Nika Island Resort has created its own environmental sustainability protocol called Nika Green Path and has undertaken concrete projects that involve careful research of minimal impact in every department.
We start by raising our guests’ awareness through a guided tour that, from a visit to the museum as a starting point, continues to the back of the resort, during which we show everything that is put in place every day for sustainable hotel management.
We point out, by means of a small “vademecum” that we have in the room, 10 simple good habits to keep both in the resort and in everyday life, ranging from turning off the air conditioners when leaving the room, to changing towels on request to limit water consumption and the dispersion of detergents in the environment.

We show them some virtuous examples by providing ceramic bottles with shampoos and body lotions, thus avoiding plastic toiletries.
We are ambassadors of the Plastic Free Ngo association, which is active in Italy with more than 1,000 contacts and 250,000 volunteers; we have eliminated tens of thousands of plastic single-serving containers from our buffets, replacing them with glass containers; we take care of cleaning deserted islands and the seabed. The collected plastic is then recycled by Parley for the Oceans – with whom we collaborate – who deliver it for reprocessing to large sports shoe companies.

We have installed a system for the self-production of drinking water that allows, through the use of glass bottles, the elimination of 70,000 to 150,000 plastic bottles each year.

In our garden, right from the start, we have dedicated large ponds for the production of 0-km vegetables, both in traditional cultivation and in aquaponics, the latter technology providing a huge saving of fresh water.
Daily pest control, which helps rid the environment of mosquitoes and insects that are a nuisance to humans, is no longer carried out by spraying the vegetation with chemical products, but through real mosquito traps and effective all-natural products.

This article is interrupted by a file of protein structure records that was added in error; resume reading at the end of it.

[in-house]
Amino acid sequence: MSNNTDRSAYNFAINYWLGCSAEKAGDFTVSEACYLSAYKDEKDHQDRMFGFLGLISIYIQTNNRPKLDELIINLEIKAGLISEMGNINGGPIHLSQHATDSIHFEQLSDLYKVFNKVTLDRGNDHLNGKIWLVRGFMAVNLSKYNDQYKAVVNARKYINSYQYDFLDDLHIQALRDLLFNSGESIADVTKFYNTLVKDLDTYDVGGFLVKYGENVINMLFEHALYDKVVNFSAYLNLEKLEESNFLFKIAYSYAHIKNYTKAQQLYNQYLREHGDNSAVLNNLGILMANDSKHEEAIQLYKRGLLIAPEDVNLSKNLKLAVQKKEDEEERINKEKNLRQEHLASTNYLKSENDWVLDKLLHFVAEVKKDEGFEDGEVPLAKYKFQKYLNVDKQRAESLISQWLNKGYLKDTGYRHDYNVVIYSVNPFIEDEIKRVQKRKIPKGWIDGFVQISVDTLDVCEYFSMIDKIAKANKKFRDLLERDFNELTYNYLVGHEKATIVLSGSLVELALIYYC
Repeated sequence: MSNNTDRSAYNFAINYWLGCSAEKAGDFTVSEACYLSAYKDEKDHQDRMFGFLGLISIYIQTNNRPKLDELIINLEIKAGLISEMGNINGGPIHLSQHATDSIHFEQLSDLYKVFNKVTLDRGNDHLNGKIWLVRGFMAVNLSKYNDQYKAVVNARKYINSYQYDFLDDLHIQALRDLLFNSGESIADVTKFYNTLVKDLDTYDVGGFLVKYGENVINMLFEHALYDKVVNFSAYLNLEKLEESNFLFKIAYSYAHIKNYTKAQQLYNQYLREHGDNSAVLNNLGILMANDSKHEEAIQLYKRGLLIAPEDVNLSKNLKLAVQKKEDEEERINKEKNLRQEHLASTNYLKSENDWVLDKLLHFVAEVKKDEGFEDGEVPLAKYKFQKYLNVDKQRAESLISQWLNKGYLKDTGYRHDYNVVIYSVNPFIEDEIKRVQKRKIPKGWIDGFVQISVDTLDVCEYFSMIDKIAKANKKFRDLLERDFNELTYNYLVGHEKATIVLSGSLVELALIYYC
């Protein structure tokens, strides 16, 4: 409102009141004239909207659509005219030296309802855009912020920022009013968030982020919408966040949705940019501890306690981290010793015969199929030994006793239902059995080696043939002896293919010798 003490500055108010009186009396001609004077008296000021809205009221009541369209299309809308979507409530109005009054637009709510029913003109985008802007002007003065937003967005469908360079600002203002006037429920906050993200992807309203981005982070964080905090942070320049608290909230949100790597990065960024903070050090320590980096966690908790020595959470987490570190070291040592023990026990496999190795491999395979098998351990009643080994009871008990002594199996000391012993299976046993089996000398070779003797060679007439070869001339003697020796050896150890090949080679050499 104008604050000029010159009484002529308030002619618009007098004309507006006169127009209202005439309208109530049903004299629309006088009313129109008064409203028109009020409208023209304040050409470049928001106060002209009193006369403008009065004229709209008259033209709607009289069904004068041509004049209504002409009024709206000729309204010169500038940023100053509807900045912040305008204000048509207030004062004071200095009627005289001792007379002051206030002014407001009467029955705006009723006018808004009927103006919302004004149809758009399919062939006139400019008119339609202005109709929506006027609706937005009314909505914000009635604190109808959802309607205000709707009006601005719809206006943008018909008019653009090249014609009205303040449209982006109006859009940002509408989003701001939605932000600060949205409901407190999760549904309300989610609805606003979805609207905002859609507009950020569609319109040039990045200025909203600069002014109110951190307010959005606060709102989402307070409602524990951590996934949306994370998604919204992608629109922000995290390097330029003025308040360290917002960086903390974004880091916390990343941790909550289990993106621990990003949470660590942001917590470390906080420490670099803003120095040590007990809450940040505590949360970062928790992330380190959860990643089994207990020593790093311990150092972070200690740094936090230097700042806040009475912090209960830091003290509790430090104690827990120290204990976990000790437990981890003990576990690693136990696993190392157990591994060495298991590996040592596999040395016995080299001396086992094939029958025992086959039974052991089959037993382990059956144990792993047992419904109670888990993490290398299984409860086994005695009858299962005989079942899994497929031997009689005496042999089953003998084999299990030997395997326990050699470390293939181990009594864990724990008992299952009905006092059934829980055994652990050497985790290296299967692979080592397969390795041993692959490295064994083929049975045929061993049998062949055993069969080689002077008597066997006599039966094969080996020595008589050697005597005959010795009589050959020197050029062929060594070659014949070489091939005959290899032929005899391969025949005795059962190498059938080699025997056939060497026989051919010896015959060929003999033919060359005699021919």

Similarly, we use environmentally friendly and 98% biodegradable products for room cleaning.
Waste management is one of the biggest challenges in the Maldives and the facilities for collecting, separating and recycling materials are still very limited. This is why we have a composting plant for organic waste which handles 250 kg of wet waste per day producing about 35/50 kg of compost, which is mixed with soil and used to fertilize our plants.
We have a biological wastewater purification plant that returns water suitable for irrigation and fertilizing sludge, and we have installed a state-of-the-art two-chamber incinerator to eliminate exhaust fumes.


Added to all this is the care of our coral garden, located on the island’s reef.
Since the beginning of the tourist settlement, a bold and forthright interpretation of the contrast between the tourist presence and the powerful presence of Nature has been consistently made.
The permanence of the same family, participants and observers of the place, produces a plan that manifests itself over time, beyond the individual action. Consequently, the trajectories of tourist development and consequent environmental balancing have always replicated, in their operations, the attention paid to this.
The spirit of adventure, when it takes root in a chosen environment, triggers a new consideration of the fruit of one’s work, of one’s interaction with places and people. The pioneering spirit then expresses itself in new environmental attentions, nurturing technical explorations for the protection of the beloved place and those who live there.
The Nika workshop opens its doors, as much as its museum, to future explorations.

In the case of the scientific and environmental program, the raids are not artistic or artisanal, at least not in the proper sense of the term, but more technological and industrial. Adaptation to Nature, applied ecology is demonstrated. One constantly opens oneself up to new ideas, technologies, partners, ‘mestizo’ contributions, which do not belong to one branch of study, but interpenetrate them.
Collaborations arise between biologists and architects, designers and agronomists, architects and craftsmen, engineers and divers.
In the case of the green path undertaken here at Nika, it is about not sacrificing Nature to us humans, but using every means to learn, humanly. This translates into a path that intends to embrace neighboring islands, educate people and make informed communities to participate, reflect and celebrate new and old good practices.
All so that change is not just mind and investment, but heart, hands and legs, that speaks of ‘how’ to do and not just unapproachable goals.